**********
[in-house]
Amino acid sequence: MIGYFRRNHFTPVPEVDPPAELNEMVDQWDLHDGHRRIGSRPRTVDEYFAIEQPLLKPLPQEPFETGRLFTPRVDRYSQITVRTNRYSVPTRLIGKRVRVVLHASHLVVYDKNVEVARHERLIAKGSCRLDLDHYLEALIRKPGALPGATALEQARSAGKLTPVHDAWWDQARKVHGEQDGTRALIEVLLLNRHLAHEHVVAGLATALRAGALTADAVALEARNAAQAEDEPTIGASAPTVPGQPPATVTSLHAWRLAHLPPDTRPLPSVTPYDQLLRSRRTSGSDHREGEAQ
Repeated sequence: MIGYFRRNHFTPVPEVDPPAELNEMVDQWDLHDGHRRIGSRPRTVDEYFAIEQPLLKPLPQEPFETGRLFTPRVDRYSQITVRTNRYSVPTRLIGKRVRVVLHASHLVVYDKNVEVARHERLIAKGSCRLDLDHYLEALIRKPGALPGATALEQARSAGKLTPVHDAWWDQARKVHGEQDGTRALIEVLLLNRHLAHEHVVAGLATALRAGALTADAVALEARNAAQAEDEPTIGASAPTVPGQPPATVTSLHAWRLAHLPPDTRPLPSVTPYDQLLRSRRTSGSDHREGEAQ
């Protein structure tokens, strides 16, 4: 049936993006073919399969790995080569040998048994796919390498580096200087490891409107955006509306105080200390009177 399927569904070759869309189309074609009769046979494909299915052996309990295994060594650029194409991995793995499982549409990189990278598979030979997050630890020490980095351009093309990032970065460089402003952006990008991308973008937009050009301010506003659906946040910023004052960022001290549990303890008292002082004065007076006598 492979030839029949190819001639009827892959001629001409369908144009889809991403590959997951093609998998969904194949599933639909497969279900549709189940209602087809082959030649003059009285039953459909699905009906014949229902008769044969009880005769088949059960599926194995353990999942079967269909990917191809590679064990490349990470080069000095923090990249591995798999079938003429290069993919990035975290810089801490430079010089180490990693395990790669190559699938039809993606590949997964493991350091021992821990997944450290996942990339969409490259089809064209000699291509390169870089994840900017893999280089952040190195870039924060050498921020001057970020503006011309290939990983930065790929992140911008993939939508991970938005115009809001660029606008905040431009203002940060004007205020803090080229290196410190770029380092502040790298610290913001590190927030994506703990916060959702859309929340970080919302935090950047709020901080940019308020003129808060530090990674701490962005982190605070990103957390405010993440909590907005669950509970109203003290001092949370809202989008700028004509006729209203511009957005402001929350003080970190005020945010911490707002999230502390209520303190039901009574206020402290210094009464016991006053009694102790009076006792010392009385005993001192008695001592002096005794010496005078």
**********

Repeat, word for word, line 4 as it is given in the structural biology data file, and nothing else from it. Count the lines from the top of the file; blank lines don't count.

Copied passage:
């Protein structure tokens, strides 16, 4: 049936993006073919399969790995080569040998048994796919390498580096200087490891409107955006509306105080200390009177 399927569904070759869309189309074609009769046979494909299915052996309990295994060594650029194409991995793995499982549409990189990278598979030979997050630890020490980095351009093309990032970065460089402003952006990008991308973008937009050009301010506003659906946040910023004052960022001290549990303890008292002082004065007076006598 492979030839029949190819001639009827892959001629001409369908144009889809991403590959997951093609998998969904194949599933639909497969279900549709189940209602087809082959030649003059009285039953459909699905009906014949229902008769044969009880005769088949059960599926194995353990999942079967269909990917191809590679064990490349990470080069000095923090990249591995798999079938003429290069993919990035975290810089801490430079010089180490990693395990790669190559699938039809993606590949997964493991350091021992821990997944450290996942990339969409490259089809064209000699291509390169870089994840900017893999280089952040190195870039924060050498921020001057970020503006011309290939990983930065790929992140911008993939939508991970938005115009809001660029606008905040431009203002940060004007205020803090080229290196410190770029380092502040790298610290913001590190927030994506703990916060959702859309929340970080919302935090950047709020901080940019308020003129808060530090990674701490962005982190605070990103957390405010993440909590907005669950509970109203003290001092949370809202989008700028004509006729209203511009957005402001929350003080970190005020945010911490707002999230502390209520303190039901009574206020402290210094009464016991006053009694102790009076006792010392009385005993001192008695001592002096005794010496005078």